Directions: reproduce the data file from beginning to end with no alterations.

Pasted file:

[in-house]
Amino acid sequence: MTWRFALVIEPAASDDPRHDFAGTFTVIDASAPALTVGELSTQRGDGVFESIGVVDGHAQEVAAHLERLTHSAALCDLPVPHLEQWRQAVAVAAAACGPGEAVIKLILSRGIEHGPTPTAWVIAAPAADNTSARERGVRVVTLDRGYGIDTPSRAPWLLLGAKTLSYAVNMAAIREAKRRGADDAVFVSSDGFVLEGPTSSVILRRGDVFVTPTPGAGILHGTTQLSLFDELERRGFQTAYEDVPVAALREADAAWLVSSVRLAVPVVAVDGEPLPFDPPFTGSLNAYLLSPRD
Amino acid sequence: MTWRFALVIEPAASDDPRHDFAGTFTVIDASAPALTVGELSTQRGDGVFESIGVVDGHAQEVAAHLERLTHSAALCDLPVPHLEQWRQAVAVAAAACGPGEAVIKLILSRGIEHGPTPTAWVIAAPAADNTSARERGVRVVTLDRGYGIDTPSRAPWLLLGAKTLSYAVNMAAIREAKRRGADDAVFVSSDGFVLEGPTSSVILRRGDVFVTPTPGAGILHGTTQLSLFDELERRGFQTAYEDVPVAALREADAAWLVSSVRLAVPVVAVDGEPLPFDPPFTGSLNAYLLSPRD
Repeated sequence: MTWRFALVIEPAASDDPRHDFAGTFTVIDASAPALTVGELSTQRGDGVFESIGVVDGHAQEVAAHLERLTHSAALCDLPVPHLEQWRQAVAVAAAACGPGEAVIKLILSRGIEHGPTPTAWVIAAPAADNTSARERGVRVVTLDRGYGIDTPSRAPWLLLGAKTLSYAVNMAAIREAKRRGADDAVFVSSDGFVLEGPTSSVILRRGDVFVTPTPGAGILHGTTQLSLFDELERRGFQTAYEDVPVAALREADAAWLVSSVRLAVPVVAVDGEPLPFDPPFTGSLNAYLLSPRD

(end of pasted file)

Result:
[in-house]
Amino acid sequence: MTWRFALVIEPAASDDPRHDFAGTFTVIDASAPALTVGELSTQRGDGVFESIGVVDGHAQEVAAHLERLTHSAALCDLPVPHLEQWRQAVAVAAAACGPGEAVIKLILSRGIEHGPTPTAWVIAAPAADNTSARERGVRVVTLDRGYGIDTPSRAPWLLLGAKTLSYAVNMAAIREAKRRGADDAVFVSSDGFVLEGPTSSVILRRGDVFVTPTPGAGILHGTTQLSLFDELERRGFQTAYEDVPVAALREADAAWLVSSVRLAVPVVAVDGEPLPFDPPFTGSLNAYLLSPRD
Amino acid sequence: MTWRFALVIEPAASDDPRHDFAGTFTVIDASAPALTVGELSTQRGDGVFESIGVVDGHAQEVAAHLERLTHSAALCDLPVPHLEQWRQAVAVAAAACGPGEAVIKLILSRGIEHGPTPTAWVIAAPAADNTSARERGVRVVTLDRGYGIDTPSRAPWLLLGAKTLSYAVNMAAIREAKRRGADDAVFVSSDGFVLEGPTSSVILRRGDVFVTPTPGAGILHGTTQLSLFDELERRGFQTAYEDVPVAALREADAAWLVSSVRLAVPVVAVDGEPLPFDPPFTGSLNAYLLSPRD
Repeated sequence: MTWRFALVIEPAASDDPRHDFAGTFTVIDASAPALTVGELSTQRGDGVFESIGVVDGHAQEVAAHLERLTHSAALCDLPVPHLEQWRQAVAVAAAACGPGEAVIKLILSRGIEHGPTPTAWVIAAPAADNTSARERGVRVVTLDRGYGIDTPSRAPWLLLGAKTLSYAVNMAAIREAKRRGADDAVFVSSDGFVLEGPTSSVILRRGDVFVTPTPGAGILHGTTQLSLFDELERRGFQTAYEDVPVAALREADAAWLVSSVRLAVPVVAVDGEPLPFDPPFTGSLNAYLLSPRD